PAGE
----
Editor's Note: This piece was written by Meleesa Johnson, director of Marathon County Solid Waste Dept. in Wisconsin and president of the Associated Recyclers of Wisconsin. The opinions represented in this piece are independent of Waste Dive's views.
Shortly after I began my waste resource management career, I attended a conference where a session was titled, "Garbagemen Talk Trash." The title made me bristle, but as the new kid on the block I thought I would put aside my long-held feminist beliefs and attend the session. However, as I was about to walk in the room, I stopped dead in my tracks at the door.
Seeing this the moderator waved at my female colleague and me. "Come on in girls!" he shouted. I shook my head and agonized over this seemingly simple decision. I thought of my granddaughter, my daughters, my female friends, my female colleagues. I could not, in good faith to my philosophy that one should stand firmly for equality and justice, move past the threshold. I certainly am not a man and most definitely am no longer a girl.
"Thanks," I shouted back at the moderator, "But it appears that I don’t have the correct anatomy for this discussion!" As I turned to walk away I glimpsed his very apparent jaw-drop and heard him mumble something about "it’s just a title…what difference does it make?"
It makes a difference. A big difference then and now, especially as there appears to be a "global" effort to change the stereotypical view "garbage men."
According to Merriam Webster, a stereotype is "a standardized mental picture that is held in common by members of a group and that represents an oversimplified opinion, prejudiced attitude, or uncritical judgment.” Stereotypes are mental shortcuts that are the root of knee-jerk conclusions about people or groups and quickly become imbedded in our behaviors.
The American Association of University Women has written that stereotypes and biases can "serve to unfairly and sometimes unintentionally keep qualified, capable people out of jobs or positions of power." And the National Institute of Health reports that when it comes to workplace gender inequality embedded biases are responsible for female applicants being "less likely to be interviewed or called back, compared with male applicants" of equal qualifications.
Now to the point of my diatribe.
I am emphatically in support of working to change the stereotype that sanitation workers are lesser human beings and the "yuck" perception about managing solid waste. I have spent my entire career shouting from the proverbial mountaintops that waste management is a noble profession. We work every day to make our communities safe, to protect human health and preserve the environment. While on my way to WasteCon a couple of years ago, my cab driver, a student from Nigeria, said that he saw proper waste management as key to moving a third-world country to that of an emerging economy. That’s pretty darned important.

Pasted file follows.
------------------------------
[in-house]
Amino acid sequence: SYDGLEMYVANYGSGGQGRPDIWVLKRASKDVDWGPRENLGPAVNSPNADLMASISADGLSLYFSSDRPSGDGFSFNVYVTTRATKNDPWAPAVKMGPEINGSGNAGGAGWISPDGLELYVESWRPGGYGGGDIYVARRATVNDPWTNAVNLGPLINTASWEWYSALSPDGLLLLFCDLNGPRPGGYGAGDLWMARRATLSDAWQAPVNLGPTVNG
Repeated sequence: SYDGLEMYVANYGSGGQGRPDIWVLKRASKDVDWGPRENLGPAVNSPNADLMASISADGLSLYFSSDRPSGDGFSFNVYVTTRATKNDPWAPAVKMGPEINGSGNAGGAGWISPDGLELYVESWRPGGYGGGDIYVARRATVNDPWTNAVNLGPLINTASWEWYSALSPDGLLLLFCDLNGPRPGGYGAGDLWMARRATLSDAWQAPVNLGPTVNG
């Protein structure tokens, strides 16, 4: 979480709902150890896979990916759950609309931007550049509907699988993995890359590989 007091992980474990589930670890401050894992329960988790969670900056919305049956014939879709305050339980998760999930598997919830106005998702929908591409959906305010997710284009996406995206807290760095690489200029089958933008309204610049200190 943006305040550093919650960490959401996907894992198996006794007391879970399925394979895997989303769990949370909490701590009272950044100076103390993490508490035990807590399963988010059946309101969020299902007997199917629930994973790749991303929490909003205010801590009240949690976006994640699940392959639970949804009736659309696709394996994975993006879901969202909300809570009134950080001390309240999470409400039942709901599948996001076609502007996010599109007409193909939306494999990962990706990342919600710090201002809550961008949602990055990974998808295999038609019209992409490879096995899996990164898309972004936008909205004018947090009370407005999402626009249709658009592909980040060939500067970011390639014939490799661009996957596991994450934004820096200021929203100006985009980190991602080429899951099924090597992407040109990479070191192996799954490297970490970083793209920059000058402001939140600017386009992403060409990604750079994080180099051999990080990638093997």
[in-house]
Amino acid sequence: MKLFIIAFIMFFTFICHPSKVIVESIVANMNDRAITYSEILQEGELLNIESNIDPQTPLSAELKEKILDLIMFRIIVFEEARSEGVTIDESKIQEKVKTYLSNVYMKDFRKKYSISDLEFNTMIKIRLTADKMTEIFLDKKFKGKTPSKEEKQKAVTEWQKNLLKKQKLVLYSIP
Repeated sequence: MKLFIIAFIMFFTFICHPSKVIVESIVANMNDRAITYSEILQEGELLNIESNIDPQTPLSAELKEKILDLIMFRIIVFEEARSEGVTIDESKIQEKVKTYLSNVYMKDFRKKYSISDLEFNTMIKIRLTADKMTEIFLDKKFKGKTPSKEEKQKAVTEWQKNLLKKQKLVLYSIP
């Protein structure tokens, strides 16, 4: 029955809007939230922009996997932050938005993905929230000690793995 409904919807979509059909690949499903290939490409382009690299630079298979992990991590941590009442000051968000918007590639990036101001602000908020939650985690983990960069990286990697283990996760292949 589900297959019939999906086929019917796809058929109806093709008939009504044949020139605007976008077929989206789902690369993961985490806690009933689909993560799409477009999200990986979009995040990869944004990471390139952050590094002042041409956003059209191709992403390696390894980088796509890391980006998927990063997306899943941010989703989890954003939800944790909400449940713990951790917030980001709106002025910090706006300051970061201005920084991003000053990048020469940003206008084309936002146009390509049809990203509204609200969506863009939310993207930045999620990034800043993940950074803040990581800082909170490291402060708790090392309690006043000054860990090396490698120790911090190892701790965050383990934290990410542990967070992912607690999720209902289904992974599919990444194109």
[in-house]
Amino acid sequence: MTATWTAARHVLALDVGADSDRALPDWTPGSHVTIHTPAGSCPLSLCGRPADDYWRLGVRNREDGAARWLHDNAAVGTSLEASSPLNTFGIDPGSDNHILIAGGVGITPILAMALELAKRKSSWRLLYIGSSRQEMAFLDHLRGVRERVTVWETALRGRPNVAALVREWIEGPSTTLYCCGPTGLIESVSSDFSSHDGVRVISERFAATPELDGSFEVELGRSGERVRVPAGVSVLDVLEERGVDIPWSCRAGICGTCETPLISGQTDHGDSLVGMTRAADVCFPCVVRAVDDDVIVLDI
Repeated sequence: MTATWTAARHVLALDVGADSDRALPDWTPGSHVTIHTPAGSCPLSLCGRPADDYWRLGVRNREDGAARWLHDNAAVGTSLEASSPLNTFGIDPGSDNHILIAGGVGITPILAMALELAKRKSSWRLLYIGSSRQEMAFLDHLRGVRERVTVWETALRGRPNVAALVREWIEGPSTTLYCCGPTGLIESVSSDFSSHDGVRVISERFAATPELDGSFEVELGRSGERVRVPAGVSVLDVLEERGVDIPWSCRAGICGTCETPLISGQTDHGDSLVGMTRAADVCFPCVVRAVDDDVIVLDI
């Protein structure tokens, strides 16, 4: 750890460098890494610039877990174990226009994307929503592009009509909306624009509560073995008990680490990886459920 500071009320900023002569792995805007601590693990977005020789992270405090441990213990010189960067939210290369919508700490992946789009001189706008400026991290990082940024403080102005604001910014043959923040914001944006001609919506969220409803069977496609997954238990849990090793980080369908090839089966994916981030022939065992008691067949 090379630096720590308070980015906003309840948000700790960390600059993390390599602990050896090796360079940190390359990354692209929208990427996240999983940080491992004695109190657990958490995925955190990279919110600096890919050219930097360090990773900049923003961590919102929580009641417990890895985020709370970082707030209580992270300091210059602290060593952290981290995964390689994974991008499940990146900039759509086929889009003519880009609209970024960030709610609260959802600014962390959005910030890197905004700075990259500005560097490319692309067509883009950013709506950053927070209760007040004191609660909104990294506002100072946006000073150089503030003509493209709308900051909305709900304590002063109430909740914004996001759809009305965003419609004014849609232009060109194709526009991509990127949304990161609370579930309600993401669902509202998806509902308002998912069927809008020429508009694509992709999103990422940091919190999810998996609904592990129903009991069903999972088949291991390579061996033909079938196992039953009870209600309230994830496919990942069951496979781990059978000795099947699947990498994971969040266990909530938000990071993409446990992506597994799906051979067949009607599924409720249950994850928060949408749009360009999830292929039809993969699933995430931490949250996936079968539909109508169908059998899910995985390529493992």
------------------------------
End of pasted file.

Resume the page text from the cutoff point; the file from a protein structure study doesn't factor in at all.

"I have spent my entire career shouting from the proverbial mountaintops that waste management is a noble profession."
Director of Marathon County, WI Solid Waste Dept.
However, no matter the good intentions of Global Garbage Man Day and its related efforts, it is missing the mark by maintaining a stereotype that only men can be a part of this honorable occupation. I appreciate the new logo with its stylized female and male figure, but the headlines are still emblazoned with the male stereotype. What will the world first see? The logo and its attempt to equalize or the big fat headlines? What new stereotype will the world walk away with as they quickly scan a website or news article?
Recently I sat in an engineering meeting as part of our landfill expansion work. The meeting consisted of ten people: four men and six women. Of the six women, five are interns from Wisconsin universities working on degrees in either engineering or waste resource management.
The senior engineer on the project looked around the room and said, "This is the first time I have been in an engineering meeting where men are in the minority." He smiled and nodded to each of these emerging waste management professionals, as I raised my hands in a power salute to the work the Marathon County Solid Waste Department has done to foster equality and empowering women to enter fields traditionally held by men. I don’t think the young women in that room realize the barrier that was broken at that moment, but hopefully it will shatter any embedded stereotypes they may have that only men can be "garbage men."
Words matter. Hopefully as we move to change stereotypes about managing waste, we also show the world that this industry, the one I love, is the one that will shatter all barriers for anyone wishing to be a part of a noble profession.